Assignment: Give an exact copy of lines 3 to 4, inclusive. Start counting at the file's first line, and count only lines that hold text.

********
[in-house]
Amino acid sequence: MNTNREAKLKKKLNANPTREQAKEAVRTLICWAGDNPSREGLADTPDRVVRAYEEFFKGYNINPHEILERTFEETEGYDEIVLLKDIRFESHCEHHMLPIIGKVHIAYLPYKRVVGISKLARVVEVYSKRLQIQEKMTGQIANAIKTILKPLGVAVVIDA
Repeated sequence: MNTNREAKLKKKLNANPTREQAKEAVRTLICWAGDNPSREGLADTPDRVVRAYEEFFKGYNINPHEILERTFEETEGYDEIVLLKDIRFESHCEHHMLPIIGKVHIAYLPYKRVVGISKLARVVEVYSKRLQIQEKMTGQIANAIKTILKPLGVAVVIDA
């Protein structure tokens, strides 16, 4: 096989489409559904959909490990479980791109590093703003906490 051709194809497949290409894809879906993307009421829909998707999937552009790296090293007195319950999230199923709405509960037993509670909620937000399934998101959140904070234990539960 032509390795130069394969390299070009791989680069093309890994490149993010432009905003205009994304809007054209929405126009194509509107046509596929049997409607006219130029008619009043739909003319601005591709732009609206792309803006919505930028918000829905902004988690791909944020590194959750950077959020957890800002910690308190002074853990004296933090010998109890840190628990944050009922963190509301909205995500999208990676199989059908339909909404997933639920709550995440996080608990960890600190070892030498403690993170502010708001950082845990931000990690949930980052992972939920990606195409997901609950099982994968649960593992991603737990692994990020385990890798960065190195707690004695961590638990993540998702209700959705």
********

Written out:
Repeated sequence: MNTNREAKLKKKLNANPTREQAKEAVRTLICWAGDNPSREGLADTPDRVVRAYEEFFKGYNINPHEILERTFEETEGYDEIVLLKDIRFESHCEHHMLPIIGKVHIAYLPYKRVVGISKLARVVEVYSKRLQIQEKMTGQIANAIKTILKPLGVAVVIDA
């Protein structure tokens, strides 16, 4: 096989489409559904959909490990479980791109590093703003906490 051709194809497949290409894809879906993307009421829909998707999937552009790296090293007195319950999230199923709405509960037993509670909620937000399934998101959140904070234990539960 032509390795130069394969390299070009791989680069093309890994490149993010432009905003205009994304809007054209929405126009194509509107046509596929049997409607006219130029008619009043739909003319601005591709732009609206792309803006919505930028918000829905902004988690791909944020590194959750950077959020957890800002910690308190002074853990004296933090010998109890840190628990944050009922963190509301909205995500999208990676199989059908339909909404997933639920709550995440996080608990960890600190070892030498403690993170502010708001950082845990931000990690949930980052992972939920990606195409997901609950099982994968649960593992991603737990692994990020385990890798960065190195707690004695961590638990993540998702209700959705």